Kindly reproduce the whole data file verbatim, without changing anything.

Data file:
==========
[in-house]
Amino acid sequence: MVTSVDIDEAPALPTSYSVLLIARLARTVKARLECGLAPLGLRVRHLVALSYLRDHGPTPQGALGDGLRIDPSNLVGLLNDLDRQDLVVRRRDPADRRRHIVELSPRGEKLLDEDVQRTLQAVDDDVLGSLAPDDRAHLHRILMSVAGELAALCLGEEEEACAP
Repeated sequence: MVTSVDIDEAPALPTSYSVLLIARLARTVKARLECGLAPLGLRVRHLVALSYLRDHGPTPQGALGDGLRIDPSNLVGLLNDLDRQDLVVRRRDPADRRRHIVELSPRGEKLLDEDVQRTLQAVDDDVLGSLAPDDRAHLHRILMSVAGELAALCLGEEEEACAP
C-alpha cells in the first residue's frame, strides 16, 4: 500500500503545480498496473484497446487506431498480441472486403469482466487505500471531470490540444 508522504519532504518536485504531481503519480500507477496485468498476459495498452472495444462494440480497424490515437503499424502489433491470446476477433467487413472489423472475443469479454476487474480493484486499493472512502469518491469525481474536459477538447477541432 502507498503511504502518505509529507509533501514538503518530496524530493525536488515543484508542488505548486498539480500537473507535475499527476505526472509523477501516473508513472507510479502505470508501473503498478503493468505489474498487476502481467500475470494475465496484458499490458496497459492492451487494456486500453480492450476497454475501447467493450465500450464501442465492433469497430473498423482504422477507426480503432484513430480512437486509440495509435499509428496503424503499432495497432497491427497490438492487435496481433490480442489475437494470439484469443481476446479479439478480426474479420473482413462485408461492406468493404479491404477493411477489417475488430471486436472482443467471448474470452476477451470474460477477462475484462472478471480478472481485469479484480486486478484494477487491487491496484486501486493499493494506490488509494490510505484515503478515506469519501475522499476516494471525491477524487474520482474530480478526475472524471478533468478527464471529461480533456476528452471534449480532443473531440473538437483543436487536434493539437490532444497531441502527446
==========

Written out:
[in-house]
Amino acid sequence: MVTSVDIDEAPALPTSYSVLLIARLARTVKARLECGLAPLGLRVRHLVALSYLRDHGPTPQGALGDGLRIDPSNLVGLLNDLDRQDLVVRRRDPADRRRHIVELSPRGEKLLDEDVQRTLQAVDDDVLGSLAPDDRAHLHRILMSVAGELAALCLGEEEEACAP
Repeated sequence: MVTSVDIDEAPALPTSYSVLLIARLARTVKARLECGLAPLGLRVRHLVALSYLRDHGPTPQGALGDGLRIDPSNLVGLLNDLDRQDLVVRRRDPADRRRHIVELSPRGEKLLDEDVQRTLQAVDDDVLGSLAPDDRAHLHRILMSVAGELAALCLGEEEEACAP
C-alpha cells in the first residue's frame, strides 16, 4: 500500500503545480498496473484497446487506431498480441472486403469482466487505500471531470490540444 508522504519532504518536485504531481503519480500507477496485468498476459495498452472495444462494440480497424490515437503499424502489433491470446476477433467487413472489423472475443469479454476487474480493484486499493472512502469518491469525481474536459477538447477541432 502507498503511504502518505509529507509533501514538503518530496524530493525536488515543484508542488505548486498539480500537473507535475499527476505526472509523477501516473508513472507510479502505470508501473503498478503493468505489474498487476502481467500475470494475465496484458499490458496497459492492451487494456486500453480492450476497454475501447467493450465500450464501442465492433469497430473498423482504422477507426480503432484513430480512437486509440495509435499509428496503424503499432495497432497491427497490438492487435496481433490480442489475437494470439484469443481476446479479439478480426474479420473482413462485408461492406468493404479491404477493411477489417475488430471486436472482443467471448474470452476477451470474460477477462475484462472478471480478472481485469479484480486486478484494477487491487491496484486501486493499493494506490488509494490510505484515503478515506469519501475522499476516494471525491477524487474520482474530480478526475472524471478533468478527464471529461480533456476528452471534449480532443473531440473538437483543436487536434493539437490532444497531441502527446